Winter delights: Italian vegan cuisine
A journey through vegan winter specialities, made with Italian ingredients, revealing a world of gastronomic delights with no compromise on sustainability and deliciousness.
Italian Mediterranean cuisine has always been regarded as very close to vegan cuisine both in terms of the culinary tradition and the ingredients used for the recipes. The use of fresh, seasonal vegetables and greens, the prevalence of olive oil, and the many salads and soups that have always been a hallmark of Italian cuisine make it possible for many traditional dishes to be vegan with just a few tricks.
Nothing warms the heart like a steaming soup on a cold winter’s day. In Italy, legume soup [su legumi: link all’articolo “Legumi e piatti tipici, la cucina povera italiana fatta di eccellenze”], like lentil or chickpea soup, is a delicacy that fits perfectly into vegan cuisine. With Umbrian or Tuscan lentils and the many varieties of local chickpeas, enriched with carrots and celery and seasonal vegetables like cabbage, it is possible to serve dishes that are nutritious and full of flavour. But if you are looking for a soup with a more marked and striking taste, try the leek, mushroom, pumpkin and Jerusalem artichoke soup.
Pasta with vegetables and legumes
Italy is famous all over the world for pasta dishes and there are plenty of vegan options with vegetables and, of course, legumes. One of the classics of Italian cuisine is Pasta e fagioli (pasta and beans), that can be cooked using borlotti beans, cannellini beans or any other variety of beans that are available dried in the cold season. Prepared with tomato purée, garlic, rosemary and extra virgin olive oil, this dish is a real treat combining tradition and flavour. Many vegetables belonging to the cruciferous family to which all types of cabbage belong are winter vegetables: curly, black, red, savoy, cabbage, broccoli, or cauliflower. With black cabbage, for example, you can make delicious pastas: it needs to be cleaned and chopped into small pieces, stewed and sautéed for 20 minutes over low heat in a pot with two glasses of water, before adding short pasta and another glass of boiling water and letting it cook al dente (just right and not overcooked). Add oil, herbs and pepper for the final stir. Also impressive is pasta with lentil ragout, here made using paccheri pasta.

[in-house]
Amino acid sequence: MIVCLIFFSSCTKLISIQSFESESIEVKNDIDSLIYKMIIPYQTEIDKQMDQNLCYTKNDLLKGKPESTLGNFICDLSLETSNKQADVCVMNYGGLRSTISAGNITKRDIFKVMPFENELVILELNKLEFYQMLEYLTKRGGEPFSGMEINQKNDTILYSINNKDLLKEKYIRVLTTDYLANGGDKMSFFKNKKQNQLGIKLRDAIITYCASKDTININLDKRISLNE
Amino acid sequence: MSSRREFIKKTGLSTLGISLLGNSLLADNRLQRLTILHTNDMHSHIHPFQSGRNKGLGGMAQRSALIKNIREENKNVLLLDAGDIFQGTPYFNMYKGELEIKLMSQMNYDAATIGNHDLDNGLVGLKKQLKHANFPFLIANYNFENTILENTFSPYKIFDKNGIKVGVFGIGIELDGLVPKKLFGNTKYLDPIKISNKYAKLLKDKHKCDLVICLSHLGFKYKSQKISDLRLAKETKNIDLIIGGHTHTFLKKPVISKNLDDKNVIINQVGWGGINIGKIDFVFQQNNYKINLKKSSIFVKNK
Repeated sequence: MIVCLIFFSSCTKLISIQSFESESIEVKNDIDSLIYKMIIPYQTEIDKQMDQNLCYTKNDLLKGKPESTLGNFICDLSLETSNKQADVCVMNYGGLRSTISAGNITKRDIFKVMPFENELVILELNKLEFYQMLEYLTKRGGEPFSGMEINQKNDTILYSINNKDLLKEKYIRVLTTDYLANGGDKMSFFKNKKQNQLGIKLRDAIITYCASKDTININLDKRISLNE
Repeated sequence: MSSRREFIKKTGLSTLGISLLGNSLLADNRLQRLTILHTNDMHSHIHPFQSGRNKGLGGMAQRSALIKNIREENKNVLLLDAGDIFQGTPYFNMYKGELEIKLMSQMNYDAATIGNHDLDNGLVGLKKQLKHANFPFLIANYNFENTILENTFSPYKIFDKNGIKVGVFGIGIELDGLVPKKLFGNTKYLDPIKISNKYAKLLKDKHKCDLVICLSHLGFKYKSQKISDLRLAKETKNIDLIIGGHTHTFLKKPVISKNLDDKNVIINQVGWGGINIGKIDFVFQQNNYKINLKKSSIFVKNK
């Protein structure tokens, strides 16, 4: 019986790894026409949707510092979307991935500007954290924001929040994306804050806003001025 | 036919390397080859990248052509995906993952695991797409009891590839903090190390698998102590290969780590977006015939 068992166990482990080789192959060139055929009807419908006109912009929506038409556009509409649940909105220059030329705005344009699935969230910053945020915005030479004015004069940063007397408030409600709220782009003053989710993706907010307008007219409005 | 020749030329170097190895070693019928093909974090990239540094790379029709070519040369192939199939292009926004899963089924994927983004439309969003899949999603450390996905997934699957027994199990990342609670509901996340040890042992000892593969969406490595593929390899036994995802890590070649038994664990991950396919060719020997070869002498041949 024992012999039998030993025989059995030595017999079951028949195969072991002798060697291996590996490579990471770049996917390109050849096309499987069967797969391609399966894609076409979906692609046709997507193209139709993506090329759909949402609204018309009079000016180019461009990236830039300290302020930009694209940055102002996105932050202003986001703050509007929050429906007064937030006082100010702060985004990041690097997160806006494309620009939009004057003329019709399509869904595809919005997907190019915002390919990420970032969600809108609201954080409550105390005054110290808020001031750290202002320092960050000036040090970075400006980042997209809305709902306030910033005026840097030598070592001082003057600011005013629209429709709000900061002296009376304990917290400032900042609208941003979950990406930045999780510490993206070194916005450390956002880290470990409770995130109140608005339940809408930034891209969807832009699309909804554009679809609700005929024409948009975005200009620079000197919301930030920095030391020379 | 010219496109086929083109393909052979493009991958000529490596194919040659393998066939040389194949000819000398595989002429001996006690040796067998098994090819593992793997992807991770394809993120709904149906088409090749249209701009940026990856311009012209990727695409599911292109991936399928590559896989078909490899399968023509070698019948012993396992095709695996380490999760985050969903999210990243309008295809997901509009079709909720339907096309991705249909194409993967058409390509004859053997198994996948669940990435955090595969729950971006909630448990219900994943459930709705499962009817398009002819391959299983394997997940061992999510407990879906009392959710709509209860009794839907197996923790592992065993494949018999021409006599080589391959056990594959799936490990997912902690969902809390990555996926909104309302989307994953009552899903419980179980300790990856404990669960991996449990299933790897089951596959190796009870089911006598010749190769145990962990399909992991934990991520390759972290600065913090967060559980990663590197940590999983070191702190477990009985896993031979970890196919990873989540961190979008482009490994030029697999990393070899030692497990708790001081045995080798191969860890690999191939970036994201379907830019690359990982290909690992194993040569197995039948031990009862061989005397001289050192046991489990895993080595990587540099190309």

Made from maize or buckwheat, preferably organic, polenta is a perfect staple dish for a multitude of winter dishes. It can be served with porcini mushrooms, seitan ragout, pumpkin cream or with a ratatouille of fresh seasonal vegetables. But it can also be used as a base for vegetable pies instead of potatoes, just add some previously blanched broccoli and cauliflower to the mixture, place it in a baking tin greased with extra virgin olive oil and bake at 200 degrees until the surface is au gratin
Vegetable casseroles and meatballs
Seasonal vegetables are the ingredient for all kinds of casseroles, just use a brisé dough made with extra virgin olive oil or a base of boiled potatoes. Or maybe an ‘omelette’ by replacing the eggs with chickpea flour and acqua faba, which is the chickpea’s boiling or cooking liquid that has been properly whipped. And as all vegetables are ‘meatballable’ after being boiled or steamed, mashed, and mixed with breadcrumbs, the ways to make tasty dishes like these Cauliflower Meatballs, are countless.